The authorities have already cut hills and forests.
A Chinese firm will implement the project as an EPC (engineering, procurement and construction) contractor at $550.40 million, excluding VAT and other duties, in the next 36 months.
A 220-kilometre pipeline would be installed in the Bay of Bengal to directly carry crude petroleum from deep-sea vessels to the Eastern Refinery Limited (ERL), the lone public-sector refinery.
Under this project, there will be a floating terminal near Patenga, one oil tank with a capacity of 0.24 million tonnes and three diesel tanks of crude oil at Kalarmarchhara along with other components.
The Indian firm Engineer's India Limited has conducted the environmental impact assessment (EIA) in collaboration with Bangladeshi firm EQMS Consulting Limited. But no EIA report was made public in connection with the impact on environment and society due to this red category project in violation of the environmental laws and the Right to Information Act.
It was known from the villagers of Sonapara that bird species like Dahuk, Crane (Bok), Baroi, monkeys, chimpanzees, jackals, deer and many other animals disappeared after the forest and hills were cut for the project.
When asked, development activist Asgar Ali Sabri told the FE that human rights concerning any business issue were enshrined in the UN Guiding Principles on Business and Human Rights in 2011 to monitor whether human rights are violated due to any investment.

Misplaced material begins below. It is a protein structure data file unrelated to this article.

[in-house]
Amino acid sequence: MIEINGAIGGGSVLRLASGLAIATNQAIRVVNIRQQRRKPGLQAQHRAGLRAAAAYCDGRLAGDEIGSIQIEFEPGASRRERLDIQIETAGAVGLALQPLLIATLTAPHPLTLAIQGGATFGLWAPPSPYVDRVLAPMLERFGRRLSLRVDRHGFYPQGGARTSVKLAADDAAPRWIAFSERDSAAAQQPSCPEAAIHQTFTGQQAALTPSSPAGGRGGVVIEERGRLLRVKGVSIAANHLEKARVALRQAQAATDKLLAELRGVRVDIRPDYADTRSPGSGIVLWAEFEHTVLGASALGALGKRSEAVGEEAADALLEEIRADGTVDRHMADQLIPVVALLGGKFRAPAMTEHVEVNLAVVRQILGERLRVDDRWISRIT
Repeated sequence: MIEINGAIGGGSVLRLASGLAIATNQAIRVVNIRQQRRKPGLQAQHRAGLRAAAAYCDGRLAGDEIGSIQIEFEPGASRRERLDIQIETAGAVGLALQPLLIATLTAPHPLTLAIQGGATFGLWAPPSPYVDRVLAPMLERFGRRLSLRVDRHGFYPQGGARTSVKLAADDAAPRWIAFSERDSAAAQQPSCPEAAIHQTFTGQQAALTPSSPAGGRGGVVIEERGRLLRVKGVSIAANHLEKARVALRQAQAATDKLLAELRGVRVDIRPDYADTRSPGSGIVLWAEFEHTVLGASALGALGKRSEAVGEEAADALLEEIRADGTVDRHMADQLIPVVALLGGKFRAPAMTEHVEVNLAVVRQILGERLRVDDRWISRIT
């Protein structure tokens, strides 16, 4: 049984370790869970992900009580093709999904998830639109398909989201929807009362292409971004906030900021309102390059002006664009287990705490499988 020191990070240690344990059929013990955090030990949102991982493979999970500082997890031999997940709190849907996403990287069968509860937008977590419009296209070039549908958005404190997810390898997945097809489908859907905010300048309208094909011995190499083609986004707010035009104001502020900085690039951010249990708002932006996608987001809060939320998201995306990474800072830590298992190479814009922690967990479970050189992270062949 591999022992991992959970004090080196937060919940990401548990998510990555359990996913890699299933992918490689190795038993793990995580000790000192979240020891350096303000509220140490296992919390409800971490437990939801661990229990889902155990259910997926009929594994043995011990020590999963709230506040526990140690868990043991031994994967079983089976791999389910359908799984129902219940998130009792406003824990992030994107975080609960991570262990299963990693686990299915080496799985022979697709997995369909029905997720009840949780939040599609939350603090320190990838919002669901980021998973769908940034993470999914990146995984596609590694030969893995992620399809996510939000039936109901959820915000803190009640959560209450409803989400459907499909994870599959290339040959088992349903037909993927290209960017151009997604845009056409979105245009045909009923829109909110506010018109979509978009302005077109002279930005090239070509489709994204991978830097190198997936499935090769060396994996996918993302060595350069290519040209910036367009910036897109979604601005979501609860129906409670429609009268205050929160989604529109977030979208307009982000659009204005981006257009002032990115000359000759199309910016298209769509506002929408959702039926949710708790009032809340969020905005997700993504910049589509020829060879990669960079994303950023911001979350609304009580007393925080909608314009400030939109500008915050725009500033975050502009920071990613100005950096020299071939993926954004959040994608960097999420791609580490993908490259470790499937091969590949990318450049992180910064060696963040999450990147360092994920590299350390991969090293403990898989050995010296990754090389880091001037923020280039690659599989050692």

Mr Sabri also said that Bangladesh had been trying to achieve the targets of Sustainable Development Goals (SDGs) 2030 with three main pillars on the economic, social and environmental fronts.
"We have to be careful about the Goal Seven on access to affordable, reliable and sustainable energy crucial for achieving SDG targets of poverty eradication via advancements in health, education, water supply and industrialisation to mitigating climate change," he said.
"At the same time, Bangladesh should be more aware that achievement of SDG 17 may get affected by the aggressive efforts to achieve SDG Seven," Mr Sabri added.
When asked why the forest was cut without proper resettlement arrangements and payment of compensation, forest range official Shamsul Haque said that the instruction came from the top.
Tareq Bin Osman Sharif, chairman of Kalarmarchhara union, told the FE that the poor people who were displaced from their homestead must be compensated first by Petrobangla and then be evicted. The DC office is also aware of the issue and so they can take necessary steps, the chairman expressed his hope.
Regarding the Ashroyon projects for rehabilitation of the affected people, Mr Sharif said that two rehabilitation projects were being implemented at Fakir Joompara and Kalarmarchhara. Another two are proposed. There would be high-rises and each family would get three rooms in the projects, he added.
In the meantime about 147 families have been sent to two temporary shelter projects where one family lives in a tiny room. There are three tubewells for 200 people. Young people do not live in the tin sheds due to hot weather. There is no electricity connection at the camps.
Setara has submitted an application to raise the compensation amount up to Tk 0.2 million with the recommendation from the chairman. She said she and her sisters would first get in hand the same amount and then they would decide to move from their shabby houses to a temporary camp.